Monday, February 3, 2014


I saw some movies in 2013.  494 to be exact.  (some repeats in there.  For instance, I watched Drive Angry twice, you know, because of the complexity...) Only a few handfuls of those came out in 2013, however.  This is a list of ones that I enjoyed.  It's not necessarily a "top ten" as I didn't see everything that came out.  I used to make it a point to get to everything, but I just don't care anymore.  I ended up seeing way too much stuff that really wasn't worth the time.  Also, I don't think anyone really cares about rankings.  This is a site where we share films that we enjoyed and think are worth sharing.  But, anyway, here are some movies I recommend in no specific order.

Directed by Joshua Oppenheimer
No other film this year had as overwhelming and impact as Joshua Oppenheimer's documentary on the mass killings in Indonesia.  An absolutely astonishing film that has haunted me since I saw it.  If you're interested in a more in-depth look, you can read an essay I wrote with my brother for The Cresset here:

Directed by Steve McQueen
Steve McQueen is a fantastic director, and I find myself absolutely in awe of his filmmaking.  Similar to Terrence Malick's films, they are beautiful and sad and inspiring.  Though 12 Years is not my favorite of his work, it is an absolutely astounding film, and should be required viewing.

Directed by Asghar Farhadi
Asghar Farhadi is a rare director that can juggle drama and character with such subtlety that it feels neither forced nor contrived.  He has a gentle hand that reminds me of great Japanese directors like Ozu and Koreeda.  A Seperation and Fireworks Wednesday still stand as some of the most moving experiences I've had in a cinema.  The Past is on par with the rest of his work, as it meditates on how our actions have dire consequences, and there is deep responsibility to be generous, present and honest.
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Directed by Spike Jonze
I love the work that Jonze did with Charlie Kauffman, but I feel that the work they have done separately has allowed them room to be even more strange and unique.  What Jonze has done with HER is simply remarkable.  He made me believe that not only could a man truly fall in love with his operating system, but that our sense of love is not tied to "personhood."  There are so many beautiful questions and touching moments, it's hard to relate what exactly this film meant to me, but I'm sure it will continue to change over the years, as new things connect.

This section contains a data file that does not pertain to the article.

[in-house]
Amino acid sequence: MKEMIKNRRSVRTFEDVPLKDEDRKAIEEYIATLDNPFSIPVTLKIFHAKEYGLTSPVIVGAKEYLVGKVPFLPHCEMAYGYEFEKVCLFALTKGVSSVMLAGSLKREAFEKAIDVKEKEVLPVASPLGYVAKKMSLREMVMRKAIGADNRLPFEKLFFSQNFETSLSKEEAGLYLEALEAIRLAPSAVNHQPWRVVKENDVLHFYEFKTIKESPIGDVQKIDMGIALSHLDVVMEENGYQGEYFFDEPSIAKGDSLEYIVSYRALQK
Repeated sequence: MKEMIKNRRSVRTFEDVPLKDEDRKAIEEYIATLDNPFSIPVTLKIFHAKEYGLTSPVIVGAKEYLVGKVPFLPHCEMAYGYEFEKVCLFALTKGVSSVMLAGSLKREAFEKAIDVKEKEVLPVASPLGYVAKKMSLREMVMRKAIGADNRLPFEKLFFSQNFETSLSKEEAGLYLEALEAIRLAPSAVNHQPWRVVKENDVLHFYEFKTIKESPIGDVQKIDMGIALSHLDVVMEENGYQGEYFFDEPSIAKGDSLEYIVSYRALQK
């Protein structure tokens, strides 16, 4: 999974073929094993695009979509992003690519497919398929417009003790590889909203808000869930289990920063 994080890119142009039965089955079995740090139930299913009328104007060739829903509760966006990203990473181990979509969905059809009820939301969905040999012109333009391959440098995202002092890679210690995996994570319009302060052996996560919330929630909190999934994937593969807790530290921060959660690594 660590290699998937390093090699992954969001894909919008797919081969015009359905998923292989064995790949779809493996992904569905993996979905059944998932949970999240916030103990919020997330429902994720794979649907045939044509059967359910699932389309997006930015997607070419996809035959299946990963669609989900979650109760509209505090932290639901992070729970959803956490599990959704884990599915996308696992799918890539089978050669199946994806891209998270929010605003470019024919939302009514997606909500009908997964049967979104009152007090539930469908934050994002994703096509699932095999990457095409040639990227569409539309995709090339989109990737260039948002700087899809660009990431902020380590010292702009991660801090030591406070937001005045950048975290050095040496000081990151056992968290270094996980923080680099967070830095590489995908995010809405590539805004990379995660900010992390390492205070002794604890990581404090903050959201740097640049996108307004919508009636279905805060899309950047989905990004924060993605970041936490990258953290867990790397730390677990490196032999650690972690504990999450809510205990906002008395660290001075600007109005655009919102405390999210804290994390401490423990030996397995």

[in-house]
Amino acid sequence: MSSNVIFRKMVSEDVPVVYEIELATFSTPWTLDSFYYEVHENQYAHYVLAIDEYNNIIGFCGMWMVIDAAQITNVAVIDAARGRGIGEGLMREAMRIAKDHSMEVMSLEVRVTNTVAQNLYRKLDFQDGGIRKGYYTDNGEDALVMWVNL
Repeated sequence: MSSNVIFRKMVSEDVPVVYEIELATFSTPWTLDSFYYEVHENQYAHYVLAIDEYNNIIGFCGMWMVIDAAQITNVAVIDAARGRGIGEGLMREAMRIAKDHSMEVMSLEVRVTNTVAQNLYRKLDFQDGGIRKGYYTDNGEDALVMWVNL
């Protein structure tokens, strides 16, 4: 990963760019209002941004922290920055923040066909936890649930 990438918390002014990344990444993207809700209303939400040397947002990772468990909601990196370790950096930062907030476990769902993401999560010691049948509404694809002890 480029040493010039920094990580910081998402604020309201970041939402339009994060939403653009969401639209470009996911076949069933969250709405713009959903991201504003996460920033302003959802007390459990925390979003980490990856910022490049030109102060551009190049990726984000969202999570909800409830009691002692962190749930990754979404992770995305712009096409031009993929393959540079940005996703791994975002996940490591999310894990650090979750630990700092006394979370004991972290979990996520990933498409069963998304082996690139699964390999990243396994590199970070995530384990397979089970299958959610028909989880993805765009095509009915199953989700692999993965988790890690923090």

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Directed by Alexander Payne
With The Descendants, Alexander Payne moved from mean-spirited hilarity to deal with the complexity of grief and deceit.  Nebraska continues some of those same themes and develops them in the midwest, perfectly capturing my grandfather.
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Directed by Edgar Wright
Edgar Wright's Cornetto Trilogy (Shaun of the Dead, Hot Fuzz) has brought me great joy over the years.  His last, and final of the trilogy, brings it all together.  I also hate it, because it means we won't get another one of these...
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Directed by Abdellatif Keciche
At three hours, it's tough to do anything that doesn't feel bloated, boring or confused (Peter Jackson, I'm glancing in your direction).  Blue manages to avoid all those pitfalls.  The lead, Adele Exarchopoulos, is perfect.  I would say that nearly seventy-five percent of the film features her face, and she never breaks.  Everything is reliant on her performance, and she's brilliant.
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Directed by Jeff Nichols
McConaughey.  A sweetly told story of youth and innocence.  The Mississippi River.  This is my new Sandlot.
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Directed by Paolo Sorrentino
Rome is a gorgeous city that tends to be photographed poorly.  Not so in Sorrentino's epic piece about art, distraction and happiness.  It's a fantastic piece that delivers so much depth, I felt as though each scene could become the focus of an essay.  As a whole it is both overwhelming and insightful, but I'm gonna have to watch it a few more times to really get what it's about...
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V/H/S 2
Directed by Gareth Evans and Timo Tjahjanto & more